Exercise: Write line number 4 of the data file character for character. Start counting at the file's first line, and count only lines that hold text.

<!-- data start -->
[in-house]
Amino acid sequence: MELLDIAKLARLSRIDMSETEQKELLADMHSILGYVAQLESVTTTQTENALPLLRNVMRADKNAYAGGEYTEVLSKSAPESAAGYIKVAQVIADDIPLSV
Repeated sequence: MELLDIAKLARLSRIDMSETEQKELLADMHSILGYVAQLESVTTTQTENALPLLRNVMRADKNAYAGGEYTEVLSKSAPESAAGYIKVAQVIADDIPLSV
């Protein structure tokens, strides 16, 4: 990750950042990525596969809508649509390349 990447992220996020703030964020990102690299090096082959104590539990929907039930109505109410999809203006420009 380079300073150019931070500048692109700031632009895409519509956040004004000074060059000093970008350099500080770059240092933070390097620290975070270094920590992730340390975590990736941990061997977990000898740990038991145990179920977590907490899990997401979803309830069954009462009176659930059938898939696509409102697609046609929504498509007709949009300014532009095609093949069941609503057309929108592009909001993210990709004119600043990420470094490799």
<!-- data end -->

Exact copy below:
């Protein structure tokens, strides 16, 4: 990750950042990525596969809508649509390349 990447992220996020703030964020990102690299090096082959104590539990929907039930109505109410999809203006420009 380079300073150019931070500048692109700031632009895409519509956040004004000074060059000093970008350099500080770059240092933070390097620290975070270094920590992730340390975590990736941990061997977990000898740990038991145990179920977590907490899990997401979803309830069954009462009176659930059938898939696509409102697609046609929504498509007709949009300014532009095609093949069941609503057309929108592009909001993210990709004119600043990420470094490799």